• Arthur Samuel, a pioneer in artificial intelligence, described machine learning as a set of methods and technologies that “gives computers the ability to learn without being explicitly programmed.” In a particular case of supervised learning for anti-malware, the task could be formulated as follows: given a set of object features X and corresponding object labels Y as an input, create a model that will produce the correct labels Y’ for previously unseen test objects X’. X could be some features representing file content or behavior (file statistics, list of used API functions, etc.) and labels Y could be simply “malware” or “benign” (in more complex cases, we could be interested in a fine-grained classification such as Virus, Trojan-Downloader, Adware, etc.). In case of unsupervised learning, we are more interested in revealing hidden structure of data - e.g., finding groups of similar objects or highly correlated features.

    Kaspersky Lab’s multi-layered, next generation protection utilizes machine learning methods extensively on all stages of detection pipeline - from scalable clustering methods used for preprocessing incoming file stream in infrastructure to robust and compact deep neural network models for behavioral detection that will work directly on users’ machines. These technologies are designed in a way to address several important requirements for machine learning models in a real world information security applications, i.e. extremely low false positive rate, interpretability of a model and robustness to a potential adversary.

    Let’s consider some of the most important machine learning based technologies used in Kaspersky Lab endpoint products:

    Decision tree ensemble

    In this approach, the predictive model takes the form of a set of decision trees (e.g. random forest or gradient boosted trees). Every non-leaf node of a tree contains some question regarding features of a file, while the leaf nodes contain final decision of the tree on object. During test phase, the model traverses the tree by answering the questions in the nodes with the corresponding features of the object under consideration. At the final stage, decisions of multiple trees are averaged in an algorithm-specific way to provide final decision on object.

    The model benefits Pre-Execution Proactive protection stage on the endpoint site.



    Locality sensitive hashing

    In this approach we extract file features and use orthogonal projection learning to choose the most important ones. After that ML model based compression is applied so that similar feature value vectors are transformed into similar or identical patterns. This method allows us to reach good generalisation.

    The model benefits Pre-Execution Proactive protection stage on the endpoint site.



    Behavioral model

    Monitoring component (SW) provides a behavior log - the sequence of system events occurred during the process execution together with corresponding arguments. In order to detect malicious activity in observed log data our model compresses obtained sequence of events to a set of binary vectors and trains the deep neural network to distinguish clean and malicious logs.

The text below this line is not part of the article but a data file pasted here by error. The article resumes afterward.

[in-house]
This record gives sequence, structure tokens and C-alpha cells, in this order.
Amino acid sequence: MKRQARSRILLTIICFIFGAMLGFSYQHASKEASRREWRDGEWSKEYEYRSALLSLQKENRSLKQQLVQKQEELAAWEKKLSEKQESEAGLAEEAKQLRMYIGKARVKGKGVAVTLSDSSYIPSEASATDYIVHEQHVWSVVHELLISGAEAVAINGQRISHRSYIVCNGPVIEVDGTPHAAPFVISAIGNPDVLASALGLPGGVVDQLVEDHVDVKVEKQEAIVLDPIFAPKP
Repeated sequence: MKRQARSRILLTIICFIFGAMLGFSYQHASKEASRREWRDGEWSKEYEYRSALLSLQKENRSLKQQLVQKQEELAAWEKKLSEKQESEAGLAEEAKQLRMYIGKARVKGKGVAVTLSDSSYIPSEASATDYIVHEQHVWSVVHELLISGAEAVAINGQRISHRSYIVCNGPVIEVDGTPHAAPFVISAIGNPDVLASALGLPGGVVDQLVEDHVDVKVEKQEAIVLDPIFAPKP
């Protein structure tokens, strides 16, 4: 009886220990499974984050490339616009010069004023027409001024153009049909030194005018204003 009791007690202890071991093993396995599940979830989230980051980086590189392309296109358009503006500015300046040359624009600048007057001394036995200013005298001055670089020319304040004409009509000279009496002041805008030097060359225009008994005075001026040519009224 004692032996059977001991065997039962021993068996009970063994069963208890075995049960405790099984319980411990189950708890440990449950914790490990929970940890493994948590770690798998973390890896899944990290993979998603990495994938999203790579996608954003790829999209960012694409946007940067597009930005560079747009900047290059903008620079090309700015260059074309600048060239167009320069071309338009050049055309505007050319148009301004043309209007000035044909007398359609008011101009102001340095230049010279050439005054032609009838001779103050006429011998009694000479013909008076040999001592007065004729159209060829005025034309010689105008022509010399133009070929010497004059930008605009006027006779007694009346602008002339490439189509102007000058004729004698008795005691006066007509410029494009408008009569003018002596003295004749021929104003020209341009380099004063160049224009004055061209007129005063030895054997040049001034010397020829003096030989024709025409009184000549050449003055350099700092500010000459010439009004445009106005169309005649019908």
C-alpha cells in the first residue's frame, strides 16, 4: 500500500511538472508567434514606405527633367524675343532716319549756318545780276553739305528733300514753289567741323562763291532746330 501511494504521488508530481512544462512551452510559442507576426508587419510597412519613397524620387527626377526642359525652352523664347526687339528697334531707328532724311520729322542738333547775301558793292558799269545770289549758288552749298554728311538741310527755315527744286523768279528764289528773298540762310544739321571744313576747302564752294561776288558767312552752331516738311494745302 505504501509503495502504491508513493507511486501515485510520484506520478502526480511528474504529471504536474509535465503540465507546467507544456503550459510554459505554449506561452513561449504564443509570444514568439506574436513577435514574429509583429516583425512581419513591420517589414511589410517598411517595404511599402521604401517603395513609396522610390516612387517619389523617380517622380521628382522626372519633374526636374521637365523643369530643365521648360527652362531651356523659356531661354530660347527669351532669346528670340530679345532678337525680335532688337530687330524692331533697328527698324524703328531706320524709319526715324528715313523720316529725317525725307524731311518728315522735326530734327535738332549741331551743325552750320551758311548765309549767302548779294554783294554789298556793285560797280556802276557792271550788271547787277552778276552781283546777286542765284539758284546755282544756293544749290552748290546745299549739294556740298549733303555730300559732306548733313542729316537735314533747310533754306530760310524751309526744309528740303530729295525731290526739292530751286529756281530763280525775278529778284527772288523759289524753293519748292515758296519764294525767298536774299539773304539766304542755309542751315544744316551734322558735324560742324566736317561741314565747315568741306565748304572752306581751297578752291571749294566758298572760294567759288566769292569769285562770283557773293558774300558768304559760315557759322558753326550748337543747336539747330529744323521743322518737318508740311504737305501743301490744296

The model benefits Post-Execution Proactive protection stage on the endpoint site.



    2. Machine learning plays an equally important role when it comes to building proper in lab malware processing infrastructure. Kaspersky Lab uses it for the following infrastructure purposes:

    Incoming stream clustering

    Machine Learning based clustering algorithms allow us to efficiently separate the large numbers of inbound unknown files that come into our infrastructure into a reasonable number of objects, parts of which can be automatically processed based on the presence of an already annotated object inside it.



    Large-scale classification models

    Some of the most powerful classification models (like a huge random decision forest) require large amount of resources (processor time, memory) along with expensive feature extractors (e.g., processing via sandbox could be required for detailed behaviour logs). It is more effective therefore to keep and run the models in a lab, and then distil the knowledge gained by such models via learning some lightweight classification model on the output decisions of the bigger model.



    To learn more about Machine Learning read Whitepaper

Related Products

US 8250655 B1

Rapid heuristic method and system for recognition of...

Read more

US 8955120 B2

Flexible fingerprint for detection of malware

Read more

US9171155 B2

System and method for evaluating malware...

Read more

Whitepaper

Machine Learning for Malware Detection

Read more

Whitepaper

Machine learning and Human Expertise

Read more

Conference: Bayess methods in deep learning School 2017

Read more

Conference: ICML 2017 Workshop

Read more

Conference: ICLR 2017

Read more

Independent Benchmark Results

  • ICSA Advanced Threat Defense 2017Q3

  • AV-Comparatives Whole Product Dynamic Real-World Proteciton Test Feb-Jun 2017

  • SELabs Enterprise Endpoint Protection July-September 2017

  • AV-Test BEST PROTECTION 2016 (KES)

  • AV-Test BEST PROTECTION 2016 (KSOS)

Related Technologies